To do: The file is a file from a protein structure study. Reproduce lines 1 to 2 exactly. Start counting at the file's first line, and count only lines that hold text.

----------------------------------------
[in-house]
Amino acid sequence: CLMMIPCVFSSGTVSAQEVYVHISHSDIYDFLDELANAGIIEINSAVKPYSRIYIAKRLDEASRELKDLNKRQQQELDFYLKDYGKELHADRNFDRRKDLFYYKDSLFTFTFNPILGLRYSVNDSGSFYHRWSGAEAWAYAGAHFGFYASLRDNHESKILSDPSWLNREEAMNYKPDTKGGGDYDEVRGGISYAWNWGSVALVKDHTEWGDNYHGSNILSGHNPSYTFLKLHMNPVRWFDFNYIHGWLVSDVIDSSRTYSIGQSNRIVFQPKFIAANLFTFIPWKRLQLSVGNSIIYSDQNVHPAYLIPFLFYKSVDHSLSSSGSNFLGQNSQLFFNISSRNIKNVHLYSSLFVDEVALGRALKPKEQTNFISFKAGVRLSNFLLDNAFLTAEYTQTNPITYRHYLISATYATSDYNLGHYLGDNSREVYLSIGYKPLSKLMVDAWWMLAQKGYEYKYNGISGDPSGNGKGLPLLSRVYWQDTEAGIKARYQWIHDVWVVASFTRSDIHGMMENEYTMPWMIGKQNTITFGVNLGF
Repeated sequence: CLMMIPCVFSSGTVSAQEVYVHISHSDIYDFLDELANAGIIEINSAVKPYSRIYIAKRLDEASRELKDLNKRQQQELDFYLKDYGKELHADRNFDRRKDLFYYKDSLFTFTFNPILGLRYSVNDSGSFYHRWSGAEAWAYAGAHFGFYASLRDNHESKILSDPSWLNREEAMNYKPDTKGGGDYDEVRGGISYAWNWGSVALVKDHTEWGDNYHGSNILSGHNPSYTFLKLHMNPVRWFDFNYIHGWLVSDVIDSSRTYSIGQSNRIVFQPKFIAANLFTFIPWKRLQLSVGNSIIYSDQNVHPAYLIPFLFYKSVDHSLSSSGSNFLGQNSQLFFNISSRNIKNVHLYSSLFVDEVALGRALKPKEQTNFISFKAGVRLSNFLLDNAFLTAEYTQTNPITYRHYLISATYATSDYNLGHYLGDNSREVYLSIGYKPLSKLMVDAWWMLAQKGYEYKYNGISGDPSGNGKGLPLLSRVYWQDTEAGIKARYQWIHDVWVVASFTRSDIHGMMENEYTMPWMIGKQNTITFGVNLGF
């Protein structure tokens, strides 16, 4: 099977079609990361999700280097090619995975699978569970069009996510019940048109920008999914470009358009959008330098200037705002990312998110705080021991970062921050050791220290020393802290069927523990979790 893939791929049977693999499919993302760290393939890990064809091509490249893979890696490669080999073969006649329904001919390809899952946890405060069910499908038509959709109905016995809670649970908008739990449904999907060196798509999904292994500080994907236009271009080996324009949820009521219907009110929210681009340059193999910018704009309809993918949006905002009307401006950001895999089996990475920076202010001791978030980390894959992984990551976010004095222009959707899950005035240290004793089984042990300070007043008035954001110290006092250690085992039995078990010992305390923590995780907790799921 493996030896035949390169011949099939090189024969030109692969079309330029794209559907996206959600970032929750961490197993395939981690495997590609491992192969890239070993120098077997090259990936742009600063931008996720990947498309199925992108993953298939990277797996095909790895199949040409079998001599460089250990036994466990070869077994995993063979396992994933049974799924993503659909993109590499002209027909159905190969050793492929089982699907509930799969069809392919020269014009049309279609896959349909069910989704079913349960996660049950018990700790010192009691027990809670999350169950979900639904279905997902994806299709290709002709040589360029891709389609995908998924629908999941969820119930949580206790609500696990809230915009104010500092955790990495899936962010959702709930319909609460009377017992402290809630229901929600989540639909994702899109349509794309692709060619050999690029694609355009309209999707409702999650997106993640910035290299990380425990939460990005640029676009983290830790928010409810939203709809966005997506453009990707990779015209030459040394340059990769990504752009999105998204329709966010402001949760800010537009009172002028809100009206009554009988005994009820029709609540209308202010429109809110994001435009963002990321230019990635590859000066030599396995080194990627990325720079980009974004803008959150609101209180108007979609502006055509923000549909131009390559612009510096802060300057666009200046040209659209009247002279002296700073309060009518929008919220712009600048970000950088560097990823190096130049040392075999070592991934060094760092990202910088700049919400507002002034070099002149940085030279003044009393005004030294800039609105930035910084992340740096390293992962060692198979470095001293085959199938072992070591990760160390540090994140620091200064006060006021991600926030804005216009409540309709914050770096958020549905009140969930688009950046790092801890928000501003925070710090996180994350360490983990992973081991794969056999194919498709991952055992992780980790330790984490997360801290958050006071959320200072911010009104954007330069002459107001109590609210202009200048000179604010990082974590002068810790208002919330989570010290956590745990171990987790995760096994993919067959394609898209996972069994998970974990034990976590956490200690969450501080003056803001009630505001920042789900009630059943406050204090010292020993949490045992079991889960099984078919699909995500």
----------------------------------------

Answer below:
[in-house]
Amino acid sequence: CLMMIPCVFSSGTVSAQEVYVHISHSDIYDFLDELANAGIIEINSAVKPYSRIYIAKRLDEASRELKDLNKRQQQELDFYLKDYGKELHADRNFDRRKDLFYYKDSLFTFTFNPILGLRYSVNDSGSFYHRWSGAEAWAYAGAHFGFYASLRDNHESKILSDPSWLNREEAMNYKPDTKGGGDYDEVRGGISYAWNWGSVALVKDHTEWGDNYHGSNILSGHNPSYTFLKLHMNPVRWFDFNYIHGWLVSDVIDSSRTYSIGQSNRIVFQPKFIAANLFTFIPWKRLQLSVGNSIIYSDQNVHPAYLIPFLFYKSVDHSLSSSGSNFLGQNSQLFFNISSRNIKNVHLYSSLFVDEVALGRALKPKEQTNFISFKAGVRLSNFLLDNAFLTAEYTQTNPITYRHYLISATYATSDYNLGHYLGDNSREVYLSIGYKPLSKLMVDAWWMLAQKGYEYKYNGISGDPSGNGKGLPLLSRVYWQDTEAGIKARYQWIHDVWVVASFTRSDIHGMMENEYTMPWMIGKQNTITFGVNLGF